The parents are on their way home, when suddenly, everyone around them is panicking.  Just like reality, the city was divided without warning.  The parents don't want to return to the East and be trapped, but they also want to be reunited with their son.  Little do they know how much his life is changing as his friend's mom works to mold him into the perfect East German soldier.  Soon, the beginning of the movie becomes clear and helps explain why the family remains separated.

The son being molded into an East German citizen (source:

I've mentioned before that I was only alive for a year while the wall was still up, so my knowledge is limited to other people's stories.  But, while many account years of separation from family members, a lot of the other movies about the subject don't focus on that aspect.  Despite the few extra layers, the movie was about parents trying to make a better life for their family after the city was divided, which included attempting to rescue and even just contact their son.  I found myself even more invested in their journey than that of the star-crossed lovers in Das Versprechen.

Even though the beginning was initially confusing to me, the movie was full of suspense from the first minute.  The viewer is kept wondering what will come from each action and effort.  The characters struggle and fail in realistic ways, but small successes bring hope.  The final few scenes had my full attention.

The father eventually started losing hope (source:

The setting was also interesting.  It's almost the opposite of Goodbye Lenin in that the movie shows only the first few months after the wall went up.  There's a summary at the end of the movie telling what happened in the following years, but the acting ends while the wall is still in its early stages.  Just as the characters in Goodbye Lenin were shocked by how quickly the wall came down, it's shocking here how quickly the citizens of Berlin were shut off from each other.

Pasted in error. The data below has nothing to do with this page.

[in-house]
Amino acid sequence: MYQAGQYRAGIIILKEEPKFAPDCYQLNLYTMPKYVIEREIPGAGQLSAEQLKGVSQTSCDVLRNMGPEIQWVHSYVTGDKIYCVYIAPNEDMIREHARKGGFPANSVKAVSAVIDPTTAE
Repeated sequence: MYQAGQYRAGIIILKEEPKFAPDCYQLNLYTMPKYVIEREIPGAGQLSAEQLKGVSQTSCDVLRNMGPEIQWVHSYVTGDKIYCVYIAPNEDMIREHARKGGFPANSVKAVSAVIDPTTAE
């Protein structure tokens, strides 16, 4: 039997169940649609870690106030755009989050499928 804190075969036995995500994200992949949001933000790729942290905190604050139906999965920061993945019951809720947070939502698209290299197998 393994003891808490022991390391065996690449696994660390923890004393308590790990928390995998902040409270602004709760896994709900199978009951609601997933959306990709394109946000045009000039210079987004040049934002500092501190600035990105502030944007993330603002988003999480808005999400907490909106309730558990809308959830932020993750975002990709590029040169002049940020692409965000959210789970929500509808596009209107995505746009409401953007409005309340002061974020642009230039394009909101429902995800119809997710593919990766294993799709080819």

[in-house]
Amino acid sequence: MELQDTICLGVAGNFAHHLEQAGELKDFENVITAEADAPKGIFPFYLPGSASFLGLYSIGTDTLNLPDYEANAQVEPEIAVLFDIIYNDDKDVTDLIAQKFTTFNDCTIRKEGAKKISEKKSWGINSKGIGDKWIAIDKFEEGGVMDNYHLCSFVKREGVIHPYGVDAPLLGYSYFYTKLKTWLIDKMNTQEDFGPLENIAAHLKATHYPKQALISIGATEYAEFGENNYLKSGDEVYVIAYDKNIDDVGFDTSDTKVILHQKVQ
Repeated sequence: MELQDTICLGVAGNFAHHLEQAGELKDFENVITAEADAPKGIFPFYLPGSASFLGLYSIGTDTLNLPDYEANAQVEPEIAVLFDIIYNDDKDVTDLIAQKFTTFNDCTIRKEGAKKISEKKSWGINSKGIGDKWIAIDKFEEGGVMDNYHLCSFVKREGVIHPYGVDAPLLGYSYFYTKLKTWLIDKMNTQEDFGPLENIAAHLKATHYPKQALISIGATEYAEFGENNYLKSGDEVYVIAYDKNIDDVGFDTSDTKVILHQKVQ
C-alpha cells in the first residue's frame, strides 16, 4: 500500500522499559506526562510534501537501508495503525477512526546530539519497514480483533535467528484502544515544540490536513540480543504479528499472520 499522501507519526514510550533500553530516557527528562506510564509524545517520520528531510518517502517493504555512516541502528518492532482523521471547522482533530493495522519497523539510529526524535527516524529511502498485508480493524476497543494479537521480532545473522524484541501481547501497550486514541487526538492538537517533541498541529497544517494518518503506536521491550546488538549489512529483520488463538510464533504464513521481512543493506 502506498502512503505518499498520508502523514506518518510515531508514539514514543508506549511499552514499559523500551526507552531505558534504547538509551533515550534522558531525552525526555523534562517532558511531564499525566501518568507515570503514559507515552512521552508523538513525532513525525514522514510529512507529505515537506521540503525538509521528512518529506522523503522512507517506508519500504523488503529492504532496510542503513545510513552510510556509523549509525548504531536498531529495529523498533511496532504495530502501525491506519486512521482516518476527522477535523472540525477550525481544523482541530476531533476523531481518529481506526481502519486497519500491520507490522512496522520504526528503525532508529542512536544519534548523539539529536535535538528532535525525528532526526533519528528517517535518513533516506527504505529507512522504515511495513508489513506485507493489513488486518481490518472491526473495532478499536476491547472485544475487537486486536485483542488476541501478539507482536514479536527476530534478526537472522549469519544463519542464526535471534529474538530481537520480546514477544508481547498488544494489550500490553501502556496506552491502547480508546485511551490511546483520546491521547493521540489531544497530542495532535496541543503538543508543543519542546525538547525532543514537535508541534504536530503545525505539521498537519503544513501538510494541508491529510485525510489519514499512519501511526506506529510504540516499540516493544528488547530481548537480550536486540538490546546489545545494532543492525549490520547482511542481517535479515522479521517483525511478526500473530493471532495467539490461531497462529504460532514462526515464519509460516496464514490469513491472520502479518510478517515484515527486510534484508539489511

However, from this film, it seems like something like the wall wasn't totally unexpected.  Not only did the family experience some oppression, but some citizens, like the friend's mother had already bought into the East German ideology.  Soldiers were immediately ready to guard the border and citizens were trapped on one side or the other.  Some of the most heartbreaking scenes show loved ones seeing each other beyond the border but not being able to do anything about it.

Looking for their son beyond the wall (source:

This was a much better movie than I expected.  Granted, I expected to be disappointed, but it was a great film.  Unfortunately, it's a little hard to find.  It is on, but it's Region 2, which won't play on US DVD players or computers.  There are ways around it and most computers can switch regions a limited number of times, but if you find a copy of it, take the opportunity to watch it.

Friday, November 14, 2014

Filme Friday - Goodbye Lenin! (2003)

I remember seeing the poster for this movie, hearing some amazing reviews, and thinking it was a comedy (maybe because IMDb labels it as one).  For some reason, that idea stuck with me years after I first saw it and I convinced my non-German-speaking guy to watch it with me.  Oops.

(source: IMDb)

While it's not a movie with constant laughs, it definitely has some amusing moments and is somewhat of a dark comedy.  It is definitely more of a drama than anything else though. The movie is amazing, but I know from experience that people expecting a comedy may be turned off pretty quickly.  It's also two hours long, which is my limit for most dramas.  Regardless, it's worth watching at least once.

The movie begins with the main character and narrator, Alex recalling his childhood growing up in East Berlin.  The scenes shows family home movies, the Sandmännchen TV program, and Sigmund Jähn becoming the first German to go into space.  Alex recalls his father leaving the family for West Germany and this causing his mother to put all her passion towards pushing East Germany's communist agenda.  This introduction leading to the movie's setting shows a rather neutral picture of the East while the wall was up.  It is less politicized and more a story that could happen to anyone.

It is quickly apparent, however, that Alex is aware of what he is missing in the West and disillusioned with the government and his lack of freedom.  Part of this is due to his childhood dream of being the second German astronaut never becoming a reality.  He is instead a TV repairman, living with his mother, and his unwed sister and her daughter.  While he does not hold strong opinions, he still attends a protest with people chanting for freedom of the press and no more wall.  Like many others, he is arrested and sent to jail.